Edited: August 25, 2020, 10:01 AM ·
One area I’ve been interested in over the past couple of months is looking at early/original editions of some of the well-known violin Etudes (Fiorillo, Kreutzer, Rode etc). When I studied etudes as a teenager and young adult, I was very much taught using the famous editions of the famous teachers; most of my editions were edited by Galamian. Having the fingerings and the markings of teachers such as Galamian is incredibly valuable to the student violinist; in some respects we are having a ‘lesson’ from the masters of the 20th century. However if we play off these editions as if they are the authoritative way of playing these 18th century studies, are we perhaps losing touch with the composer’s original writing? We as violinists are used to using an Urtext edition of the Bach Sonatas and Partitas, yet will probably not think twice about using a heavily edited edition of Kreutzer, Rode etc.
Luckily many of these early editions are available on IMSLP. I was particularly amazed at Kreutzer 1 (I’ve linked the early edition below). Looking at an early edition compared to the Galamian, the player has much greater rhythmic flexibility in the scalic passages. The notation is completely different, and the end result in ‘performance’ would be very different.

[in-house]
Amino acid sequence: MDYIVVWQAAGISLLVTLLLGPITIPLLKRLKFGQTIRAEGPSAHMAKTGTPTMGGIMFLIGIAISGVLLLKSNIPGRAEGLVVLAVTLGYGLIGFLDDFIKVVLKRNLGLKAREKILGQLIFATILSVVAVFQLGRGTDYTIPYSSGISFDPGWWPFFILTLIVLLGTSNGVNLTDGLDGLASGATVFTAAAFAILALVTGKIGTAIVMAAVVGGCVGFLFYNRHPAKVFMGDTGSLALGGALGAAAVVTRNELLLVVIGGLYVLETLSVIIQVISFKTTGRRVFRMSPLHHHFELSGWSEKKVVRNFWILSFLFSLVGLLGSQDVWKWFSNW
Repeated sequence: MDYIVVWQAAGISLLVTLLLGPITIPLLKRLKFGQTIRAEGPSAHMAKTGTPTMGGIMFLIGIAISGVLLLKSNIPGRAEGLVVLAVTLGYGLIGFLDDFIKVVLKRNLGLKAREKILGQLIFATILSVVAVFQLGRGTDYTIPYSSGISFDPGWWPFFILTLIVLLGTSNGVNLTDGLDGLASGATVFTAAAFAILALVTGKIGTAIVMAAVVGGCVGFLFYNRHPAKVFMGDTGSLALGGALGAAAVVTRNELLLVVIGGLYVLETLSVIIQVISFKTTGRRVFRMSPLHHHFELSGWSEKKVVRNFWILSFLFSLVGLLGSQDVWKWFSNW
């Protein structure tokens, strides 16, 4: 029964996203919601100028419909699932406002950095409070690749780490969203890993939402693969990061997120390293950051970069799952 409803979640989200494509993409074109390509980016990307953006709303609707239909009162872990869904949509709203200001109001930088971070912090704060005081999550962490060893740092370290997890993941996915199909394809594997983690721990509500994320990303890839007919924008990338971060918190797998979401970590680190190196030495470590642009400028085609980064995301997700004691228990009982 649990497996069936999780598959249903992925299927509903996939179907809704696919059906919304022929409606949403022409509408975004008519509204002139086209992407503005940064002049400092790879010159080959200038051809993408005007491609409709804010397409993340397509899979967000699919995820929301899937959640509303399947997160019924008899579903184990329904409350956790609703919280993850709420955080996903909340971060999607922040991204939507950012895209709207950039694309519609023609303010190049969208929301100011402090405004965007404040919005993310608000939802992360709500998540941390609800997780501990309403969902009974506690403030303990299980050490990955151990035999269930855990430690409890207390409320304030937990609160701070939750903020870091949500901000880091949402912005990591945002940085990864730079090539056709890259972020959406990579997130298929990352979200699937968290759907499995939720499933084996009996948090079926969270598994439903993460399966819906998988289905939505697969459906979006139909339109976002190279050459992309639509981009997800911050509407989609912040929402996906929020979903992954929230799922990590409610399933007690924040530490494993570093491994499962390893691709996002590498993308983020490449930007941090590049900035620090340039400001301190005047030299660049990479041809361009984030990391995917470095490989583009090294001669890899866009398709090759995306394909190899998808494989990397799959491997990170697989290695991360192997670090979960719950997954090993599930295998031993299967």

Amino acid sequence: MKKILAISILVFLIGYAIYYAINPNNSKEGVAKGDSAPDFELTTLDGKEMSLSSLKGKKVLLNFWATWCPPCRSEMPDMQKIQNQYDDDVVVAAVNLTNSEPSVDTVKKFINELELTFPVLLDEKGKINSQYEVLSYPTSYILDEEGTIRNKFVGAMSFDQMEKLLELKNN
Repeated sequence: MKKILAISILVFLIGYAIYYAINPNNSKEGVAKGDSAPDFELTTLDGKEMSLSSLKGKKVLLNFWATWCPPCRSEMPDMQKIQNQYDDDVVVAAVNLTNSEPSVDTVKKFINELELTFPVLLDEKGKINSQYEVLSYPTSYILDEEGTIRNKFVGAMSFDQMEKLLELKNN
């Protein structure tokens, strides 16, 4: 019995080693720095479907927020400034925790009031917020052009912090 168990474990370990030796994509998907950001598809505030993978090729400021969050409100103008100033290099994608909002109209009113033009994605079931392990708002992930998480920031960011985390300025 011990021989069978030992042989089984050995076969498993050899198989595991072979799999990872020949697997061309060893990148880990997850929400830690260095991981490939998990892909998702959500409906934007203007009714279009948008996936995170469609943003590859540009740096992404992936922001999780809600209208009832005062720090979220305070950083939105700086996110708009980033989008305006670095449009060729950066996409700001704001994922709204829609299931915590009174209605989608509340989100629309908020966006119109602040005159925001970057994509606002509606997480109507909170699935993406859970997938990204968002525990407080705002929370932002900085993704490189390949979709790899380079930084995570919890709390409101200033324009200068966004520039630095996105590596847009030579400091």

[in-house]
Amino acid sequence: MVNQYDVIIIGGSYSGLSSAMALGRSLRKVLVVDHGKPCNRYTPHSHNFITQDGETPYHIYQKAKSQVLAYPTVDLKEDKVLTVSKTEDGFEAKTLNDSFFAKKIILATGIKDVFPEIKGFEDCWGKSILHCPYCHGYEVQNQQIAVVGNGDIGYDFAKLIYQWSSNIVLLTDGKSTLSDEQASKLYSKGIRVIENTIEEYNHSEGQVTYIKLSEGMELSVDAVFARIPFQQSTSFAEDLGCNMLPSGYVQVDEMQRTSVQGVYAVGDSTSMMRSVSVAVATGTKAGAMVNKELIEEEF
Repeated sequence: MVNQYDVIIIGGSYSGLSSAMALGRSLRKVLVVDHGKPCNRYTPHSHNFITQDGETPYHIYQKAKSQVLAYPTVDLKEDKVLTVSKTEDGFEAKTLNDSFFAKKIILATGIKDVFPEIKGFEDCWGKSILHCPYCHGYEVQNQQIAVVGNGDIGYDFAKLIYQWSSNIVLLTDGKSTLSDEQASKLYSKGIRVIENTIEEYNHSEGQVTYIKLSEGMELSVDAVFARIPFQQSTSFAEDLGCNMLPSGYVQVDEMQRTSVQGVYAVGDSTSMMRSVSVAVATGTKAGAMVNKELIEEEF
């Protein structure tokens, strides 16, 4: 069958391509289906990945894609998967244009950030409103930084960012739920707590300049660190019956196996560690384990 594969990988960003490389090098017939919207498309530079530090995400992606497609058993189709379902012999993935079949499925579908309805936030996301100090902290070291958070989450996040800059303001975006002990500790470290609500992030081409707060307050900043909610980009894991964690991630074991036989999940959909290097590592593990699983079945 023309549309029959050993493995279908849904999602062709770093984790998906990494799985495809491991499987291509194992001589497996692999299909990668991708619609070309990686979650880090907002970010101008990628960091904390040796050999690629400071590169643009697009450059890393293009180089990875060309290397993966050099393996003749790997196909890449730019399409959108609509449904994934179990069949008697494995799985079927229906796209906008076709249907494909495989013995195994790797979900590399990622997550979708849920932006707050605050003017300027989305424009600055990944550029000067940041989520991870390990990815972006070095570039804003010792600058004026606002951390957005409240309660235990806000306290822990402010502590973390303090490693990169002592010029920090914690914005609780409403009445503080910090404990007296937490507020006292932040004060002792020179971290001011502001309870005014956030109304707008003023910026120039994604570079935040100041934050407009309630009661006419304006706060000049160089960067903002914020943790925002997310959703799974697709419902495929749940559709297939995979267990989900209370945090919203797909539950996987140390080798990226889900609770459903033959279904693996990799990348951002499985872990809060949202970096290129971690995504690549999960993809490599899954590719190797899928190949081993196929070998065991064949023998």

I recorded Fiorillo Etude no.1 from probably the first published edition. There are no dots, accents, dynamics in the score – and I think the result was something completely different to that which I might have produced with one of the better known early 20th century editions. The value of editors’/teachers’ markings such as Galamian are of great important to the violinist. However if we want to produce our own musical interpretation of these miniatures are we better off looking at the older editions with greater attention?
Federigo Fiorillo Etude 1 James Woodrow - Violin Home recording 02/08/2020